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March 25, 2016


deppressoffice@dep.nyc.gov, (718) 595-6600

$22 Million Bronx Sewer Upgrade to Begin in the Spring and Substantially Reduce Pollution in Westchester Creek

Westchester Creek Sewer Upgrades

Project Will Prevent Approximately 400 Million Gallons of Combined Sewer Overflow Annually

A Map of the Project Area is Available on DEP’s Flickr Page

New York City Department of Environmental Protection (DEP) Commissioner Emily Lloyd today announced that work will commence this spring on a $22 million sewer upgrade project that modeling shows will prevent approximately 400 million gallons of pollution from being discharged into Westchester Creek each year. The subsurface work will take place at two key junction points within the area’s sewer system, located near Yeshiva University and Albert Einstein College of Medicine in Morris Park, and will raise and lengthen the weirs which direct the wastewater to the Hunts Point Wastewater Treatment Plant. The work is anticipated to be completed by the end of 2019 and DEP will work closely with elected officials and the Community Board to address any construction-related concerns. Details of the project were presented to Community Board 11 on March 21.

“To help protect the environment and improve the quality of life for residents of the Bronx, we will invest $22 million to optimize the capacity of the existing sewer system and significantly reduce the overflow of pollution into Westchester Creek,” said DEP Commissioner Emily Lloyd. “We will also be building hundreds of curbside gardens throughout the area to collect stormwater from the streets and further relieve pressure on the sewers. In combination, we expect these projects will significantly improve the health of local waterways.”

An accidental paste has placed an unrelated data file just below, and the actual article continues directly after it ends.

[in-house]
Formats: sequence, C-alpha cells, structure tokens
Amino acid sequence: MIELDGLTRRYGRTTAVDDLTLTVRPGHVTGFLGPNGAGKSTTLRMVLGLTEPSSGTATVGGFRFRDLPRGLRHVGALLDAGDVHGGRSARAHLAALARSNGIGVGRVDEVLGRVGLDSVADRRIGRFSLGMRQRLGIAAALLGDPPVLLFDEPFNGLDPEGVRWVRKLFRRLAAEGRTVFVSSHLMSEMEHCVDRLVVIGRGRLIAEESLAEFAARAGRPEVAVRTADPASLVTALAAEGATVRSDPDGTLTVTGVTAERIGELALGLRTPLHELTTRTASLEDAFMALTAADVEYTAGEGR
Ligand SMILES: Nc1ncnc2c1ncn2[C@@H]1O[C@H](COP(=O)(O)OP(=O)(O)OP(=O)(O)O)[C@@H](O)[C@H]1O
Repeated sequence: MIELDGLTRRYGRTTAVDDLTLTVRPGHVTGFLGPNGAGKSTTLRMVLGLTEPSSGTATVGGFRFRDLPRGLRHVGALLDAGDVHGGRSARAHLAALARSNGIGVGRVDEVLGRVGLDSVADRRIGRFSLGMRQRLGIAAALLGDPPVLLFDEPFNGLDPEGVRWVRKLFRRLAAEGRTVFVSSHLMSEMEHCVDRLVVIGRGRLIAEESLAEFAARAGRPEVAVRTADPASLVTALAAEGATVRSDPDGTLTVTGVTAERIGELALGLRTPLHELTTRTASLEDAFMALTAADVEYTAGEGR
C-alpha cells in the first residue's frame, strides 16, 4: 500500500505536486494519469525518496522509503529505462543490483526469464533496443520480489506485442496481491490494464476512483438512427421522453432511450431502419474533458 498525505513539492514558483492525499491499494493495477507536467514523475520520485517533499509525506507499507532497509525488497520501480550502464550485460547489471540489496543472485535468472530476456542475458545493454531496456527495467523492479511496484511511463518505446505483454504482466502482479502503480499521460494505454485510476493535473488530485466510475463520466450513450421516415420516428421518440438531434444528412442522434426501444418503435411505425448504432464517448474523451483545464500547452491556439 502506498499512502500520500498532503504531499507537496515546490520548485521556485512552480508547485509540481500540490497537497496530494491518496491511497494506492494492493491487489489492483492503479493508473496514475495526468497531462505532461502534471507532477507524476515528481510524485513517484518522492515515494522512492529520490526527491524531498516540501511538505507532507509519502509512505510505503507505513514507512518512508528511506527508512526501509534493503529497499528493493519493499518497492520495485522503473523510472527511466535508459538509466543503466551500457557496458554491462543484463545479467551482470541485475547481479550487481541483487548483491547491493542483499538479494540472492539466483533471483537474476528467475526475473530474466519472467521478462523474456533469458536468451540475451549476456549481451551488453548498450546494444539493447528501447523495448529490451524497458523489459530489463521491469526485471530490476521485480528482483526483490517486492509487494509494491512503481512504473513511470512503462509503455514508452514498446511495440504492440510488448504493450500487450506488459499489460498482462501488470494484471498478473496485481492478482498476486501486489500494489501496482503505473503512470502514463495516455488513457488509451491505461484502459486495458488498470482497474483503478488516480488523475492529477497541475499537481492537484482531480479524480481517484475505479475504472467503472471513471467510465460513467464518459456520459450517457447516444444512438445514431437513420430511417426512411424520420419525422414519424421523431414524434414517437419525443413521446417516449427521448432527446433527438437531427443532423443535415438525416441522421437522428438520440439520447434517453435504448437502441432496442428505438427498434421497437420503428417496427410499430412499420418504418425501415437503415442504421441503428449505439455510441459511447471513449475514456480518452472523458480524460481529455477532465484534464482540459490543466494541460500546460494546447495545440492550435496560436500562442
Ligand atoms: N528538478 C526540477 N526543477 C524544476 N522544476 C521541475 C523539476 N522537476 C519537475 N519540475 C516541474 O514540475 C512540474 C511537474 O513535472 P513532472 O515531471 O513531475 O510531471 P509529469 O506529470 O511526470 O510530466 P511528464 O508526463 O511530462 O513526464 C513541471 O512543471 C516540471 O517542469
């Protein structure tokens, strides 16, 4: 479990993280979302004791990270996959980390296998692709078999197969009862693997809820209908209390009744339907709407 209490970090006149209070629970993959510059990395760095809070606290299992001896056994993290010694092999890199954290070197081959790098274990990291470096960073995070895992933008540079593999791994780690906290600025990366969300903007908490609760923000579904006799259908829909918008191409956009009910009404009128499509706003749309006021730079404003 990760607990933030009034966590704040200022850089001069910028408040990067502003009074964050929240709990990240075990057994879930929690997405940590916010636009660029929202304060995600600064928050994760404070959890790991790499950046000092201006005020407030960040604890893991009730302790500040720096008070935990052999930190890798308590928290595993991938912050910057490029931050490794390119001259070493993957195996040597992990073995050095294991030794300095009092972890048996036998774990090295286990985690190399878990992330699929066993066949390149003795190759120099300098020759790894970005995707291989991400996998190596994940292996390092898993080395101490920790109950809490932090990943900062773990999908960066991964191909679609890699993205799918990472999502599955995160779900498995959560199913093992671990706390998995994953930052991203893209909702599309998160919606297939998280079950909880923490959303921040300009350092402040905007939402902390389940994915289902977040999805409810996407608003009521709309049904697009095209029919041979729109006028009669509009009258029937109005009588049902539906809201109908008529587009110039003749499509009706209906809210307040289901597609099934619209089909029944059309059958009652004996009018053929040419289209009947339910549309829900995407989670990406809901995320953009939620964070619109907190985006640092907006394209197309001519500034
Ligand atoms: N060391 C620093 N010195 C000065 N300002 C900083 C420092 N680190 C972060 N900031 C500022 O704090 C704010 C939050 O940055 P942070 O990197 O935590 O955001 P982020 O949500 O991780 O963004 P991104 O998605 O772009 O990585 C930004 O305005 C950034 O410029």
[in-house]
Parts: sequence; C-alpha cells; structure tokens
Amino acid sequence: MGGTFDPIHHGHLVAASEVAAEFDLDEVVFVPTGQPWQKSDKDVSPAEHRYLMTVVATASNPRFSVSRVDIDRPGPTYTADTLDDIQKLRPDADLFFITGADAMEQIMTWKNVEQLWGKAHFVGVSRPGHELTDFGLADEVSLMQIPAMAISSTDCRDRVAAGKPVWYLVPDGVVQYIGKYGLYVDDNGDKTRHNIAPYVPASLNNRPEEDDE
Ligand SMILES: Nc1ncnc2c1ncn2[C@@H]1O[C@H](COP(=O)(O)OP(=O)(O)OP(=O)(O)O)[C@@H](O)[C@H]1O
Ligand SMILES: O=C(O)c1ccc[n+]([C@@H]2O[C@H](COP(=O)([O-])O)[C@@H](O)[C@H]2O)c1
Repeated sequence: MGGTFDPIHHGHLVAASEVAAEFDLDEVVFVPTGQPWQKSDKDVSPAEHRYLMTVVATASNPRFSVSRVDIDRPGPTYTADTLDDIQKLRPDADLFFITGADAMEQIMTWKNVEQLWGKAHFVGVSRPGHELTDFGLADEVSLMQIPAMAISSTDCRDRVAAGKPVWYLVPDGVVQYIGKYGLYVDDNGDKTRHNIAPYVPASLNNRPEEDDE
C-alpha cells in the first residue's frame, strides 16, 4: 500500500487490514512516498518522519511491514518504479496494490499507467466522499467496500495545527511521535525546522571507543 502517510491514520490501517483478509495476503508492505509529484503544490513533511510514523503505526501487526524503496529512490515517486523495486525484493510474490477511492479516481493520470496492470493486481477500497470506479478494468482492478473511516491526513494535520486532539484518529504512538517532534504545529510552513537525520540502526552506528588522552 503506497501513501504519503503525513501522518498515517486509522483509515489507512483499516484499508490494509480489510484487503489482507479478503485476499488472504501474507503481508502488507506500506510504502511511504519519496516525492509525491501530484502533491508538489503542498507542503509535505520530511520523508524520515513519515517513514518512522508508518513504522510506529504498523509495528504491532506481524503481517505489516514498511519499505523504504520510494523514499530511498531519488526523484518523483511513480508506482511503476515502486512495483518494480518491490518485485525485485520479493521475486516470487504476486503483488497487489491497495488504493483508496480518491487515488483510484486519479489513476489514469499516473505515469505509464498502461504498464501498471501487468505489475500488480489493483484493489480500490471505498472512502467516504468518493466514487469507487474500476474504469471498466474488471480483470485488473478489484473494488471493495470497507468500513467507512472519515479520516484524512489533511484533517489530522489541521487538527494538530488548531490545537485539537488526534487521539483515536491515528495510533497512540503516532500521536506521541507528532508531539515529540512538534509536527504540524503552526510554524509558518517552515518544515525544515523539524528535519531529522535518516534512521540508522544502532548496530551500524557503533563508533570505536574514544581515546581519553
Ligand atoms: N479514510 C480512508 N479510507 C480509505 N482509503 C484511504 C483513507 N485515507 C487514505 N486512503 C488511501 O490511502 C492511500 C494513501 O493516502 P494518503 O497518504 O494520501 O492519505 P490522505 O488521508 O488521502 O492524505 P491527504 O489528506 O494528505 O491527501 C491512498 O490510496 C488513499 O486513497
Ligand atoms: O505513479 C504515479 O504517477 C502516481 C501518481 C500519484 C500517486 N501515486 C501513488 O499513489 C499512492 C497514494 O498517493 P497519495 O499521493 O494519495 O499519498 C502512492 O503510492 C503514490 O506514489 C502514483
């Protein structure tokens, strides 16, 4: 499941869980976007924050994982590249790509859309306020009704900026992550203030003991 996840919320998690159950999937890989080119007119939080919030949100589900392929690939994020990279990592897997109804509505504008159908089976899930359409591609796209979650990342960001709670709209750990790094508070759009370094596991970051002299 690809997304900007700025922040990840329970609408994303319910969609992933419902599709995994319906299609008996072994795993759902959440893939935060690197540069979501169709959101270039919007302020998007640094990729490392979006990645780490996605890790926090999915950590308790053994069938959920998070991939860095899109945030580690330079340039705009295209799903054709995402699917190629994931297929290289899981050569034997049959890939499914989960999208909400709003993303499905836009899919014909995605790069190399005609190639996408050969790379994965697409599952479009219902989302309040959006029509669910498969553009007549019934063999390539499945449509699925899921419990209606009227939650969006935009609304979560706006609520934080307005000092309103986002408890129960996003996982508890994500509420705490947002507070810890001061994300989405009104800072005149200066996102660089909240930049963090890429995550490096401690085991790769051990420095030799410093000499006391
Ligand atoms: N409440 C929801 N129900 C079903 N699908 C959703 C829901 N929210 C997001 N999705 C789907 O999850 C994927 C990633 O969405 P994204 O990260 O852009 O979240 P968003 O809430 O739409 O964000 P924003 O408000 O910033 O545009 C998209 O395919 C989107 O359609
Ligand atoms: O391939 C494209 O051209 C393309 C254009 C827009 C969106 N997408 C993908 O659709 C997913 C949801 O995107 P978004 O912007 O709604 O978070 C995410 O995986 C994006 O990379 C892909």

“This is a significant investment in the infrastructure of our borough, one that will lead to a cleaner Westchester Creek and improve the overall quality of the borough’s environment,” said Bronx Borough President Ruben Diaz Jr. “I thank Commissioner Emily Lloyd and the Department of Environmental Protection for their commitment to this significant, necessary sewer improvement project.”

“We have a responsibility to continue to do everything we can to make our waterways healthier and safer for the communities that surround them,” said Rep. Joe Crowley (D-Queens, the Bronx). “I’m encouraged to see the Department of Environmental Protection make this type of investment in our sewer infrastructure to help protect Westchester Creek in the Bronx. I thank Commissioner Lloyd for undertaking this vitally important project and for implementing these measures to help control the CSO discharges that are so damaging to our waters.”

“Our waterways are a precious resource and I commend the efforts of the New York City Department of Environmental Protection in minimizing the impact of overflow wastewater into Westchester Creek,” said Assemblyman Michael R. Benedetto.

“I’m glad that DEP is making infrastructure a priority,” said Council Member James Vacca. “It’s no secret that there is a pollution problem in Westchester Creek. Upgrading the sewer system in the surrounding areas will go a long way towards remedying the pollution issue. I will be monitoring this project closely and will offer any assistance I can to remedy any potential community issues that may arise due to the upgrade.”